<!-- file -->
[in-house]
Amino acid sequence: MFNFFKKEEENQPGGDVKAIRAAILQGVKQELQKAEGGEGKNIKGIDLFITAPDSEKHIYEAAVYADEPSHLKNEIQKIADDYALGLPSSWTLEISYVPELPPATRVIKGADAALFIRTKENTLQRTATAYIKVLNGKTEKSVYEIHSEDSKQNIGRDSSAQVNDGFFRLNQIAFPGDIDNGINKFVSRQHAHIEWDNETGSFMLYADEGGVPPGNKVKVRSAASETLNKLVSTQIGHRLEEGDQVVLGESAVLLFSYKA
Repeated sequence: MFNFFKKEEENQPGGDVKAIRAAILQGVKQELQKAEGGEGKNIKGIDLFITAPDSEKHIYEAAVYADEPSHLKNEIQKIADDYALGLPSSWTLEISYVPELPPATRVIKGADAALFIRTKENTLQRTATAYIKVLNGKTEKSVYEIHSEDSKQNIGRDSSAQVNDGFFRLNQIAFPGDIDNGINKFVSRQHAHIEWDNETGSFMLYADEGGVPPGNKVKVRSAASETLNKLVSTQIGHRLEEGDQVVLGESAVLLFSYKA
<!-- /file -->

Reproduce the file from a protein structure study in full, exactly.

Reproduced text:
[in-house]
Amino acid sequence: MFNFFKKEEENQPGGDVKAIRAAILQGVKQELQKAEGGEGKNIKGIDLFITAPDSEKHIYEAAVYADEPSHLKNEIQKIADDYALGLPSSWTLEISYVPELPPATRVIKGADAALFIRTKENTLQRTATAYIKVLNGKTEKSVYEIHSEDSKQNIGRDSSAQVNDGFFRLNQIAFPGDIDNGINKFVSRQHAHIEWDNETGSFMLYADEGGVPPGNKVKVRSAASETLNKLVSTQIGHRLEEGDQVVLGESAVLLFSYKA
Repeated sequence: MFNFFKKEEENQPGGDVKAIRAAILQGVKQELQKAEGGEGKNIKGIDLFITAPDSEKHIYEAAVYADEPSHLKNEIQKIADDYALGLPSSWTLEISYVPELPPATRVIKGADAALFIRTKENTLQRTATAYIKVLNGKTEKSVYEIHSEDSKQNIGRDSSAQVNDGFFRLNQIAFPGDIDNGINKFVSRQHAHIEWDNETGSFMLYADEGGVPPGNKVKVRSAASETLNKLVSTQIGHRLEEGDQVVLGESAVLLFSYKA